This past Friday, the Jack Straw Writers were each paired with a musician who used our writing as inspiration for an original musical work of his or her own. Together, we performed them at Bushwick Book Club, a performance-based literary gathering held at the Royal Room in the Columbia City neighborhood.
A few weeks ago, I met up with Joy Mills, the singer/songwriter who selected my work. We traded notes back and forth, and she opted to use one of the short pieces I wrote from my trip to Chicago called “In Transit” as her touchstone. When I emailed her an edited version (below), she responded:
I’m writing from a theme of wonder, much like your character is wondering all these things while looking at the juxtaposition of the man in the street and the privilege around that bustles around him.
Once I read this, I realized that I have forgotten about the importance of wonder in my project. Over the past nine months, I’ve become so accustomed to being out of my element that even the revelation of travel is losing its wonder for me.
Admittedly, my method of writing has posed a greater challenge than I originally perceived: to travel to a place for a few short days, intently poised on noticing every detail about the city and the people I encounter, to seek connections and a constantly unfolding adventure, to persistently think-think-think then to return home to a full-time job and sundry demands… This schedule leaves little time for the writing and reflecting that actually comprise the book. It makes me sorely miss the two months I spent in Civita where I was able to immerse myself into that tiny microcosm and tease its foundational bits apart one by one… and sleep well each night.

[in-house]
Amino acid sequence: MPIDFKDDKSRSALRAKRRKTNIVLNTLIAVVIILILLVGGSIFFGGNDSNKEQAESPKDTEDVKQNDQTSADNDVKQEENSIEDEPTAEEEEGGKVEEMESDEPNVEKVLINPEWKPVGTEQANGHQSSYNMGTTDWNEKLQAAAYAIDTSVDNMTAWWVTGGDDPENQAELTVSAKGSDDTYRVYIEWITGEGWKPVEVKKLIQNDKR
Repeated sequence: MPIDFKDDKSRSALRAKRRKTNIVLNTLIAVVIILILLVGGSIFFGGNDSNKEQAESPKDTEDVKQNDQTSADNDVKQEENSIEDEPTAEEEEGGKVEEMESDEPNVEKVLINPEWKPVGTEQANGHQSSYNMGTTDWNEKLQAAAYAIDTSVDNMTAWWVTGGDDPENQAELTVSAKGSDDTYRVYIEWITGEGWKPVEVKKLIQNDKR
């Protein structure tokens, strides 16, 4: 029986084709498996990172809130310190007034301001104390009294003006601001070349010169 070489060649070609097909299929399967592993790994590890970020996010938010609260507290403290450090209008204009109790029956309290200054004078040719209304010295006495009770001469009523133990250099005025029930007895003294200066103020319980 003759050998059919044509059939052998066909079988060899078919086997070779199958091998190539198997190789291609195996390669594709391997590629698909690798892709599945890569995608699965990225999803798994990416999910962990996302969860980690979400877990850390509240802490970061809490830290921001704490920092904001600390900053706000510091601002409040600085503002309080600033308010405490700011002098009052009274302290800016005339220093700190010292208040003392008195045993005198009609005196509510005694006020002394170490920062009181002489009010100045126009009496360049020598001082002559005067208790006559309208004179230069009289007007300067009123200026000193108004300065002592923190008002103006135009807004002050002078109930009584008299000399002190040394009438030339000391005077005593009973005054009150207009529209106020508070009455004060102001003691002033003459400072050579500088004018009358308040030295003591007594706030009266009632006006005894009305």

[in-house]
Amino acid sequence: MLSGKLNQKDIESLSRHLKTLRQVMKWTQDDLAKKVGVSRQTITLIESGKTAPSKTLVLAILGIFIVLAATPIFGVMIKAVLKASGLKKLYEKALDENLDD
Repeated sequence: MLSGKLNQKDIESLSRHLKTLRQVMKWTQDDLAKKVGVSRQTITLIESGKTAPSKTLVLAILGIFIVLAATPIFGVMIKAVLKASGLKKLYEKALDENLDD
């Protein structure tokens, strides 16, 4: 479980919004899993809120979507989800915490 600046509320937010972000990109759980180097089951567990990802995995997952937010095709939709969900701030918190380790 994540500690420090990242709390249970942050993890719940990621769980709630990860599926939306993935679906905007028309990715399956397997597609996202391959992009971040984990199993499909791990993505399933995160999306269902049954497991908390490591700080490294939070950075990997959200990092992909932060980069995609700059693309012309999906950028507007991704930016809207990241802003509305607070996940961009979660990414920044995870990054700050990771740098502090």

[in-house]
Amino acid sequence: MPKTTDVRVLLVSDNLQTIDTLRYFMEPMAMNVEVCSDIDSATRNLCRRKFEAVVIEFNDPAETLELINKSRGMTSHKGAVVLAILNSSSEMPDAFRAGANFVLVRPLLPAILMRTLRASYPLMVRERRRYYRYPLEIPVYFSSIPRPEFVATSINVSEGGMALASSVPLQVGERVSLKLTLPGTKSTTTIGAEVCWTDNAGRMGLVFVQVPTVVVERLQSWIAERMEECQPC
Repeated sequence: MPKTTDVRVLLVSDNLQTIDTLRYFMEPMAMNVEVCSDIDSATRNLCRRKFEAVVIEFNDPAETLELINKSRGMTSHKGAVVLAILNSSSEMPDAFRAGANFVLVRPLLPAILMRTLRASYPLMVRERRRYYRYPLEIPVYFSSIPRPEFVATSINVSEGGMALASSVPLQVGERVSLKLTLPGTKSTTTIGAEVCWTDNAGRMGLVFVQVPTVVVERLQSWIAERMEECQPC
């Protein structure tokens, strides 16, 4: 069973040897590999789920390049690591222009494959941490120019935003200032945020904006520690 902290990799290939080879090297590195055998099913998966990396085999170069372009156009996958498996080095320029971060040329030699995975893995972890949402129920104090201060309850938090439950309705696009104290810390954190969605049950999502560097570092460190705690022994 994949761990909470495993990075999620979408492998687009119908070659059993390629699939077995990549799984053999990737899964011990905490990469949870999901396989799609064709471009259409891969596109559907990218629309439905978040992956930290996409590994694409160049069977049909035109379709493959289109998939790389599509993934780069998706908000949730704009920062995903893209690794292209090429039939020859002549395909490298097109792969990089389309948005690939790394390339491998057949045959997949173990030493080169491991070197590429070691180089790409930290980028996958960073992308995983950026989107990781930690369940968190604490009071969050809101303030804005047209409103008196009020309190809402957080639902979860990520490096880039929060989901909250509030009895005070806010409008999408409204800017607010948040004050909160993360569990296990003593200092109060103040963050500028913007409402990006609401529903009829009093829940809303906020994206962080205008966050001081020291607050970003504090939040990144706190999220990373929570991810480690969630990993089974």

That has not been the case with this endeavor, especially the sleeping part. On Monday as I half-snoozed fitfully somewhere above the Pacific Ocean during my 12-hour flight from Auckland to San Francisco, I inhaled someone’s flu virus from the recirculated plane air. The instant the woman’s sneezing began, I cringed, covering up my nose with my sweater, knowing as a condemned man knows that my prayers of being spared would do no good. Thankfully, the flu shot I got just before departing for New Zealand has reduced the virus’s impact, but I’ve been home in bed this weekend, days before I am to depart for Miami—the last city I am to explore before coming home to write about Seattle.
Honestly, after all these months of anticipating my visit to the Sunshine State, I am not sure that I want to go.
Adding up all the money and time and spirit I’ve spent traveling the nation this year, there’s a part of me that wants to remain at home. Where I once brightened at the smell of airport air as a signal of promise, I’m dreading the tin can of germs that awaits me this week. Admittedly, this is in part because I’m already sick and tired. The other part comes from a calloused perception of people and places, and ultimately, a waning sense of wonder. I’m so close to achieving my goal that I’m wanting to skip to the end just to be finished.
Before Joy explained her selection, I was curious why she picked the piece she did, as I had given her several options. It wasn’t uplifting or romantically touching the way much of her music is. By the time I was done editing it, my prose felt meager and mean, which was also how I felt the evening of the Bushwick Book Club. Before I went on stage, flashes of fever and chills ran through my body; should I have stayed home?